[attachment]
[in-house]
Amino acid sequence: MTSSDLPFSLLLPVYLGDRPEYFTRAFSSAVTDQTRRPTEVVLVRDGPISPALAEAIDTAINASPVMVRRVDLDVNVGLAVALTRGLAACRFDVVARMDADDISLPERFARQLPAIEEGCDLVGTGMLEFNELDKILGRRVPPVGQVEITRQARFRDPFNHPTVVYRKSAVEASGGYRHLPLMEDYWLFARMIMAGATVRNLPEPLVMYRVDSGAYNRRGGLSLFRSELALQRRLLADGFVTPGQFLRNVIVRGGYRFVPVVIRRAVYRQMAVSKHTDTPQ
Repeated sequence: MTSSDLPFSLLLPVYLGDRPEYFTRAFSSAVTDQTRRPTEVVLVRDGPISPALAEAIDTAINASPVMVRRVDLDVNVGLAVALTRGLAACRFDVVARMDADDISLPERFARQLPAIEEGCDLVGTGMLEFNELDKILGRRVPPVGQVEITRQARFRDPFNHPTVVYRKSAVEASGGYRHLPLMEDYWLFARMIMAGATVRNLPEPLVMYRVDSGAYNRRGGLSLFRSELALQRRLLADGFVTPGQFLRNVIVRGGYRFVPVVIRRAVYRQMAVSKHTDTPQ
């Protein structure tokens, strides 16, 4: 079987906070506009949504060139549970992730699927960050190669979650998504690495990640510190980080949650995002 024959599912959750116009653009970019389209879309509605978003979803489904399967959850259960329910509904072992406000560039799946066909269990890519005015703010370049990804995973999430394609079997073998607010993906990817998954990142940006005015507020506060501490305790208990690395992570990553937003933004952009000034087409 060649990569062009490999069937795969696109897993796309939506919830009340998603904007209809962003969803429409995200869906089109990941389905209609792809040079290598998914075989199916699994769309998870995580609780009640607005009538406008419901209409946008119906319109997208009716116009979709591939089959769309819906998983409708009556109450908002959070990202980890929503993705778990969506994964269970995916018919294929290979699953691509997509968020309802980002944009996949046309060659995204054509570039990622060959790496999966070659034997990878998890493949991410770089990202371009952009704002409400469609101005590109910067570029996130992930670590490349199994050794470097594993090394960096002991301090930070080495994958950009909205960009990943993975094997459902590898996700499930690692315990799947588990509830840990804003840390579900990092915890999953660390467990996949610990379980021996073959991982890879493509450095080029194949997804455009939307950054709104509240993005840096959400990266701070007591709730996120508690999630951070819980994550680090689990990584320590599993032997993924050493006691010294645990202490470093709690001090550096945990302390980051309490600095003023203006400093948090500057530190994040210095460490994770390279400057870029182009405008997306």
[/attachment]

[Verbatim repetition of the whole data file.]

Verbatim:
[in-house]
Amino acid sequence: MTSSDLPFSLLLPVYLGDRPEYFTRAFSSAVTDQTRRPTEVVLVRDGPISPALAEAIDTAINASPVMVRRVDLDVNVGLAVALTRGLAACRFDVVARMDADDISLPERFARQLPAIEEGCDLVGTGMLEFNELDKILGRRVPPVGQVEITRQARFRDPFNHPTVVYRKSAVEASGGYRHLPLMEDYWLFARMIMAGATVRNLPEPLVMYRVDSGAYNRRGGLSLFRSELALQRRLLADGFVTPGQFLRNVIVRGGYRFVPVVIRRAVYRQMAVSKHTDTPQ
Repeated sequence: MTSSDLPFSLLLPVYLGDRPEYFTRAFSSAVTDQTRRPTEVVLVRDGPISPALAEAIDTAINASPVMVRRVDLDVNVGLAVALTRGLAACRFDVVARMDADDISLPERFARQLPAIEEGCDLVGTGMLEFNELDKILGRRVPPVGQVEITRQARFRDPFNHPTVVYRKSAVEASGGYRHLPLMEDYWLFARMIMAGATVRNLPEPLVMYRVDSGAYNRRGGLSLFRSELALQRRLLADGFVTPGQFLRNVIVRGGYRFVPVVIRRAVYRQMAVSKHTDTPQ
């Protein structure tokens, strides 16, 4: 079987906070506009949504060139549970992730699927960050190669979650998504690495990640510190980080949650995002 024959599912959750116009653009970019389209879309509605978003979803489904399967959850259960329910509904072992406000560039799946066909269990890519005015703010370049990804995973999430394609079997073998607010993906990817998954990142940006005015507020506060501490305790208990690395992570990553937003933004952009000034087409 060649990569062009490999069937795969696109897993796309939506919830009340998603904007209809962003969803429409995200869906089109990941389905209609792809040079290598998914075989199916699994769309998870995580609780009640607005009538406008419901209409946008119906319109997208009716116009979709591939089959769309819906998983409708009556109450908002959070990202980890929503993705778990969506994964269970995916018919294929290979699953691509997509968020309802980002944009996949046309060659995204054509570039990622060959790496999966070659034997990878998890493949991410770089990202371009952009704002409400469609101005590109910067570029996130992930670590490349199994050794470097594993090394960096002991301090930070080495994958950009909205960009990943993975094997459902590898996700499930690692315990799947588990509830840990804003840390579900990092915890999953660390467990996949610990379980021996073959991982890879493509450095080029194949997804455009939307950054709104509240993005840096959400990266701070007591709730996120508690999630951070819980994550680090689990990584320590599993032997993924050493006691010294645990202490470093709690001090550096945990302390980051309490600095003023203006400093948090500057530190994040210095460490994770390279400057870029182009405008997306």